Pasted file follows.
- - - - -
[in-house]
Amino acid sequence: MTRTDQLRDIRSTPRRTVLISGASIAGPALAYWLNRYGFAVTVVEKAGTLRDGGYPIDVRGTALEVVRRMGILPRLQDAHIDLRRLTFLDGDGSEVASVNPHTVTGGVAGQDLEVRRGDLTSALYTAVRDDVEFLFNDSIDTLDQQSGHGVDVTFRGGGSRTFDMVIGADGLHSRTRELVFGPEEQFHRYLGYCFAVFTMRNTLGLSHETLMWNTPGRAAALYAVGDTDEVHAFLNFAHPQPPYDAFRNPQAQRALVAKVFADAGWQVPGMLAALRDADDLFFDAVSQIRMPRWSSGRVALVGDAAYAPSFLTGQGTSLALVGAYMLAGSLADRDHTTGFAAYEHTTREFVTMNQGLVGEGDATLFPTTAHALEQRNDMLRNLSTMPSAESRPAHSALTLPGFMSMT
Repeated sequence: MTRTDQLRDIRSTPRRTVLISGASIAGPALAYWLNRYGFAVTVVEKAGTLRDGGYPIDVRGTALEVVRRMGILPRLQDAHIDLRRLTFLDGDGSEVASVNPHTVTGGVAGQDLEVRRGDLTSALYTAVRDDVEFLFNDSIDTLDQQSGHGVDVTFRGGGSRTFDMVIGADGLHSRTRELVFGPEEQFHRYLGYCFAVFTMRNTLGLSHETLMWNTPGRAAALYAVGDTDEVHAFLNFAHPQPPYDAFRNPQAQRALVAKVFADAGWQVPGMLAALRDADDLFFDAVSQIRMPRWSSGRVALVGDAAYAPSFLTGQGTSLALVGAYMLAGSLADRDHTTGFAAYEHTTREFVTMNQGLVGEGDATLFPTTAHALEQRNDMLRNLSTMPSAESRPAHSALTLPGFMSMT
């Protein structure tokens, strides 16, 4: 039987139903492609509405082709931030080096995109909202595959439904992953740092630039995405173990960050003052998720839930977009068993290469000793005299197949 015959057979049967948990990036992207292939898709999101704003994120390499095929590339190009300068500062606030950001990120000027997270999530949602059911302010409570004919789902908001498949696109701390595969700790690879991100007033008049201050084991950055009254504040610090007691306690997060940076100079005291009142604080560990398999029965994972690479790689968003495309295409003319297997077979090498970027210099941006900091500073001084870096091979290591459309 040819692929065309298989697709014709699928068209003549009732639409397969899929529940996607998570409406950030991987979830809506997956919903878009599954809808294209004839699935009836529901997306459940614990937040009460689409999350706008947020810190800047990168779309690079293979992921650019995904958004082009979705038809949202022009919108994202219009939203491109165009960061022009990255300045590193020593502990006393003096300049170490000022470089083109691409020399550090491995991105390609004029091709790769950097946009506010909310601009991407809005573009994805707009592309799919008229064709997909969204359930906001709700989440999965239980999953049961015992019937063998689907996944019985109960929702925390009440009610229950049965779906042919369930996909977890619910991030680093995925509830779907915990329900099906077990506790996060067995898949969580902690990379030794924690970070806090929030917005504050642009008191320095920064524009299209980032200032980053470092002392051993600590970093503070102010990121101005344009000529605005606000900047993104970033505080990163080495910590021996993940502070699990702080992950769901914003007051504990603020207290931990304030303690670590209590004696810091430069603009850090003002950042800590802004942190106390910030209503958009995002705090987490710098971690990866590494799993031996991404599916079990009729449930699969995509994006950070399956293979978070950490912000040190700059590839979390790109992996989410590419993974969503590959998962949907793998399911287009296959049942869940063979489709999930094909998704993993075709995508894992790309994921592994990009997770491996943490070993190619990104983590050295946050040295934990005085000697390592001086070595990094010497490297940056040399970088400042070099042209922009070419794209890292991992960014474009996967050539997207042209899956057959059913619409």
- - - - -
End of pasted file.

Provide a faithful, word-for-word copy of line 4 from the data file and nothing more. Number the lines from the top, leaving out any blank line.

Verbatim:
């Protein structure tokens, strides 16, 4: 039987139903492609509405082709931030080096995109909202595959439904992953740092630039995405173990960050003052998720839930977009068993290469000793005299197949 015959057979049967948990990036992207292939898709999101704003994120390499095929590339190009300068500062606030950001990120000027997270999530949602059911302010409570004919789902908001498949696109701390595969700790690879991100007033008049201050084991950055009254504040610090007691306690997060940076100079005291009142604080560990398999029965994972690479790689968003495309295409003319297997077979090498970027210099941006900091500073001084870096091979290591459309 040819692929065309298989697709014709699928068209003549009732639409397969899929529940996607998570409406950030991987979830809506997956919903878009599954809808294209004839699935009836529901997306459940614990937040009460689409999350706008947020810190800047990168779309690079293979992921650019995904958004082009979705038809949202022009919108994202219009939203491109165009960061022009990255300045590193020593502990006393003096300049170490000022470089083109691409020399550090491995991105390609004029091709790769950097946009506010909310601009991407809005573009994805707009592309799919008229064709997909969204359930906001709700989440999965239980999953049961015992019937063998689907996944019985109960929702925390009440009610229950049965779906042919369930996909977890619910991030680093995925509830779907915990329900099906077990506790996060067995898949969580902690990379030794924690970070806090929030917005504050642009008191320095920064524009299209980032200032980053470092002392051993600590970093503070102010990121101005344009000529605005606000900047993104970033505080990163080495910590021996993940502070699990702080992950769901914003007051504990603020207290931990304030303690670590209590004696810091430069603009850090003002950042800590802004942190106390910030209503958009995002705090987490710098971690990866590494799993031996991404599916079990009729449930699969995509994006950070399956293979978070950490912000040190700059590839979390790109992996989410590419993974969503590959998962949907793998399911287009296959049942869940063979489709999930094909998704993993075709995508894992790309994921592994990009997770491996943490070993190619990104983590050295946050040295934990005085000697390592001086070595990094010497490297940056040399970088400042070099042209922009070419794209890292991992960014474009996967050539997207042209899956057959059913619409």